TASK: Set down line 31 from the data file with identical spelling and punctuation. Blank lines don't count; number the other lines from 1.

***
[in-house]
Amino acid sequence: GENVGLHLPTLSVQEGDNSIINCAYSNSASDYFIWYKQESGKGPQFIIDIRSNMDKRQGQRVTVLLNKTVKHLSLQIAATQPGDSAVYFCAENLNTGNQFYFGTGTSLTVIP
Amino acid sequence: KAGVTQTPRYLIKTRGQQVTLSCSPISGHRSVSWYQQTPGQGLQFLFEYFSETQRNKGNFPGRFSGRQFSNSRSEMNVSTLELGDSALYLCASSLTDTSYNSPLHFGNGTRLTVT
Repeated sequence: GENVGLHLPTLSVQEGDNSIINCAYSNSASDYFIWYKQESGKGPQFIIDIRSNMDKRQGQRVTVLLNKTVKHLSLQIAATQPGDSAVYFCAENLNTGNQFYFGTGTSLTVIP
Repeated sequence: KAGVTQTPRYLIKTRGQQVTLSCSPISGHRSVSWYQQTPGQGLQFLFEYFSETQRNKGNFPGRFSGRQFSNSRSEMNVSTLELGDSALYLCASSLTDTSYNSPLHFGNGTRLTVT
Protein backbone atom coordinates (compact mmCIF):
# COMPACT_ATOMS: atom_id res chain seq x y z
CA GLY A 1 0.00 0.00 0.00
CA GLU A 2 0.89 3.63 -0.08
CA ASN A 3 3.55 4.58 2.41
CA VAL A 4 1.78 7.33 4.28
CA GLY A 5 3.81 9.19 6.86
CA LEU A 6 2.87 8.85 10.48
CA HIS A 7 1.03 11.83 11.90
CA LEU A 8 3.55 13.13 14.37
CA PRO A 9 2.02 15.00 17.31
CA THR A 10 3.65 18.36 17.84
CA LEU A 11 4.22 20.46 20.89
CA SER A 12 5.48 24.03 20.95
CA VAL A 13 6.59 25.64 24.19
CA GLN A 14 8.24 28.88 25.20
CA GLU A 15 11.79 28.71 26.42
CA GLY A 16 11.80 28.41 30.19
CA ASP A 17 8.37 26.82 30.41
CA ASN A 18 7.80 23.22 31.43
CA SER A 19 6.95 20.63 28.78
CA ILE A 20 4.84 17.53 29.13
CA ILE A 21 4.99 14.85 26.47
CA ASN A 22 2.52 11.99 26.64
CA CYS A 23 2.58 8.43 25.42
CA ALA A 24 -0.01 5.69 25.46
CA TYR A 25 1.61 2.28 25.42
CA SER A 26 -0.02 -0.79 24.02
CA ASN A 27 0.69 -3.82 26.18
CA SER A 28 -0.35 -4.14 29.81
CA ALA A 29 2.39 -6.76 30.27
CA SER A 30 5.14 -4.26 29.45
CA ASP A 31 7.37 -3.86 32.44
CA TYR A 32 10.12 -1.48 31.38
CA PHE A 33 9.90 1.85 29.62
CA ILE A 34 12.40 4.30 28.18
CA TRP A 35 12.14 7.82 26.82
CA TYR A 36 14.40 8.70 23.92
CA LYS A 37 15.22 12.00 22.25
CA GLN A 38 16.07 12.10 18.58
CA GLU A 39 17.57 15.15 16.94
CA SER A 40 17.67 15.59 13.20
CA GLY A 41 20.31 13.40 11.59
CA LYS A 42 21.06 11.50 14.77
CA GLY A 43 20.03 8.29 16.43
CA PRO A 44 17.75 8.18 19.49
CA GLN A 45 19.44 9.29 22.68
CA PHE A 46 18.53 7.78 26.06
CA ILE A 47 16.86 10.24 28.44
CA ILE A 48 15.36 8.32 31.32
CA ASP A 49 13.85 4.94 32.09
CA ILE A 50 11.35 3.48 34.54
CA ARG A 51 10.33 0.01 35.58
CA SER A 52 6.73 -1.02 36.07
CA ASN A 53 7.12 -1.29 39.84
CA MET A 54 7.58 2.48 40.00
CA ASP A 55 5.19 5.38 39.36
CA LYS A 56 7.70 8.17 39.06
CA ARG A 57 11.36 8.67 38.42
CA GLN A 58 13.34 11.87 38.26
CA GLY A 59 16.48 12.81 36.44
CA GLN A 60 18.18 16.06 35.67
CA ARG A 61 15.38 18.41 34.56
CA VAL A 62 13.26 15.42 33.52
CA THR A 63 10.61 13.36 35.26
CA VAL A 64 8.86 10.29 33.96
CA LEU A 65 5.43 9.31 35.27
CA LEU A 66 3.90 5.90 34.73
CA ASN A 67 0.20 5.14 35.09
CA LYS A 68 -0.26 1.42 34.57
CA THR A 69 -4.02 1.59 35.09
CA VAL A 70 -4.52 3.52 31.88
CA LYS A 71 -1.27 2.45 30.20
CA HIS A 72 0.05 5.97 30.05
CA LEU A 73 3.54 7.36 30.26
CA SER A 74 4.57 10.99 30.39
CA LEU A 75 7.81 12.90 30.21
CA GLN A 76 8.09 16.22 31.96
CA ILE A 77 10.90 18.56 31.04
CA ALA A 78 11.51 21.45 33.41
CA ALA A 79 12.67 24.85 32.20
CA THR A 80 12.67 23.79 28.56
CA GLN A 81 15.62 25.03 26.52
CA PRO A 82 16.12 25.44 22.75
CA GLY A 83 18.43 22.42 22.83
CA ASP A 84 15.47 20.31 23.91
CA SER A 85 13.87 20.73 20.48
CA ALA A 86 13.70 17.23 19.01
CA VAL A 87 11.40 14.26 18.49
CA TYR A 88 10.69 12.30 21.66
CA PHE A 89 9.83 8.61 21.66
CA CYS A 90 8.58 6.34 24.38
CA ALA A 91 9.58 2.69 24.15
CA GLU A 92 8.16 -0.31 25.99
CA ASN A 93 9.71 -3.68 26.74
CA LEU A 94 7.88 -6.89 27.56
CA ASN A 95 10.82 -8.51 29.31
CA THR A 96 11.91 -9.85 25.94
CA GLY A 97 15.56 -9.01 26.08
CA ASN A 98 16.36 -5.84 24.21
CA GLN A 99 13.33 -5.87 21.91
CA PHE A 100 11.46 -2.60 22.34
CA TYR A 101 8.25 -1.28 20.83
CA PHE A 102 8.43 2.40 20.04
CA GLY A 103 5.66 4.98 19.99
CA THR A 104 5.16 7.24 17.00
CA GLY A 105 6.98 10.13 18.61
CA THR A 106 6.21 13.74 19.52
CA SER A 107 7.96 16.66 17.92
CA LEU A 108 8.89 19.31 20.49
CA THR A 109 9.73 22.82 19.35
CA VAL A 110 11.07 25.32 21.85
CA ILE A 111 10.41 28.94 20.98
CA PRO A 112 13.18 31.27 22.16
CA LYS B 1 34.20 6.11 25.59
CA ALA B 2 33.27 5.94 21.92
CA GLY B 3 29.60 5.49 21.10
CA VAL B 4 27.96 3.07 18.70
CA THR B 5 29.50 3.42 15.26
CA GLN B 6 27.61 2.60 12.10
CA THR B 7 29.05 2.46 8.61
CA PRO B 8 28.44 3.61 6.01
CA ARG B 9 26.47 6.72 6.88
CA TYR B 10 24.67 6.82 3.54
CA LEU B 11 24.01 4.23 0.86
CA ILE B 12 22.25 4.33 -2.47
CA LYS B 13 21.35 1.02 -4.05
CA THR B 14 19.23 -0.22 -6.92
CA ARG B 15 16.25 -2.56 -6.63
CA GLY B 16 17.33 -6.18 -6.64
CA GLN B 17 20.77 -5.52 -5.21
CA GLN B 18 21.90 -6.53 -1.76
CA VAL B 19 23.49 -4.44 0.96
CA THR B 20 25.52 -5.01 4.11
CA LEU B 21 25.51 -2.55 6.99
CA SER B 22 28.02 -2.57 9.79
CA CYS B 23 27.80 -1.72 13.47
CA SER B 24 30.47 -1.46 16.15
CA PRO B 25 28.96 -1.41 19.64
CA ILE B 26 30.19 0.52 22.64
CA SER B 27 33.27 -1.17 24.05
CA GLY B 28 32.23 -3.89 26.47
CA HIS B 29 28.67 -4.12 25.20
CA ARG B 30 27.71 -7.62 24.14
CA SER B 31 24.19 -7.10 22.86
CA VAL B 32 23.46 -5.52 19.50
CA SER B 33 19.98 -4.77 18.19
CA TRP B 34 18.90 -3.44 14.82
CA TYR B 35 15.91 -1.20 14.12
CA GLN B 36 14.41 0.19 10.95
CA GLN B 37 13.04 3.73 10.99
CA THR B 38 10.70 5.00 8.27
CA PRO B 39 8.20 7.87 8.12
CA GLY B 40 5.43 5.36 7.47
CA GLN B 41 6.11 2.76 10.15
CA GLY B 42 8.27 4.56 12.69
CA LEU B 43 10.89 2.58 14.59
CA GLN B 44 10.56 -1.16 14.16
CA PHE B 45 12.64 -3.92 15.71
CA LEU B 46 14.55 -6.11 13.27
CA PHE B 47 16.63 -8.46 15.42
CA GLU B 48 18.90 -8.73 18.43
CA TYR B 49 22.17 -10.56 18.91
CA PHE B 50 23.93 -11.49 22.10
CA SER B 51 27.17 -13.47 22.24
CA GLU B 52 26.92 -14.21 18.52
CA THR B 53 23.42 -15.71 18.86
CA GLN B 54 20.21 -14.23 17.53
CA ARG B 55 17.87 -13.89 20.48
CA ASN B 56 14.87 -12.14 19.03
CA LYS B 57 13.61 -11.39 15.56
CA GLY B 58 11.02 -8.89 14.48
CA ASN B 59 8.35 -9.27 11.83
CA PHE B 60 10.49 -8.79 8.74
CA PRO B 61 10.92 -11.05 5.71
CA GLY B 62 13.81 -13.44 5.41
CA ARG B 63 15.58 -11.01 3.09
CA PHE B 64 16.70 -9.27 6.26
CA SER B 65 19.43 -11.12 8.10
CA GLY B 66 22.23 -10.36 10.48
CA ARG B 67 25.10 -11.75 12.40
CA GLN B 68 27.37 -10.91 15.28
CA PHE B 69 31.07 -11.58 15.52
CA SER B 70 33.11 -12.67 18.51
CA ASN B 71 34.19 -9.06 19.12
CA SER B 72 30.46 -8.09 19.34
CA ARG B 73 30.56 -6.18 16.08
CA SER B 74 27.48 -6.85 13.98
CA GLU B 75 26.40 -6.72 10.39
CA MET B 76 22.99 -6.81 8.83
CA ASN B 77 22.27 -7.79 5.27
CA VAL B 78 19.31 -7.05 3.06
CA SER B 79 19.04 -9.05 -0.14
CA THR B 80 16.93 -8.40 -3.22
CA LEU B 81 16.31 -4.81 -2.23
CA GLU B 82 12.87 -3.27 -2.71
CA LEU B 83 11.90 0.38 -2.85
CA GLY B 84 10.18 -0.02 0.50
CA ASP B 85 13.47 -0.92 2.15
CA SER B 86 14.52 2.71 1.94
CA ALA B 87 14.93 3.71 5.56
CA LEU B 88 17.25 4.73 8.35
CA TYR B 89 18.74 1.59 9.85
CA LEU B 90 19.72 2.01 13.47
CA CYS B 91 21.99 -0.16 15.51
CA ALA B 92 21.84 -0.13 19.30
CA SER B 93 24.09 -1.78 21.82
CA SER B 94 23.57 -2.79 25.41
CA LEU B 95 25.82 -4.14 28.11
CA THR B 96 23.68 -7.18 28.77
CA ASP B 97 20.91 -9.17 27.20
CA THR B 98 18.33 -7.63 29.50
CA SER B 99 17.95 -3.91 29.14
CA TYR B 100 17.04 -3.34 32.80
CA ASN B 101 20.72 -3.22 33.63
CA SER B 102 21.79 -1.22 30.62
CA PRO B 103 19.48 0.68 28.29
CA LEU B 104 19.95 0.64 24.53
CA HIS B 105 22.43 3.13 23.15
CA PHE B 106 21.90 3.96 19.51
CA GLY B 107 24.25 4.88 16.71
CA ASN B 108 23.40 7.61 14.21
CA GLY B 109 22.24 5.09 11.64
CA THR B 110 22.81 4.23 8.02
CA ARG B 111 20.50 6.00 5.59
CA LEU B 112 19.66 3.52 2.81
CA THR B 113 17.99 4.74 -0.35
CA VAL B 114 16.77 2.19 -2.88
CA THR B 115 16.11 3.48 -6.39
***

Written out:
CA ALA A 24 -0.01 5.69 25.46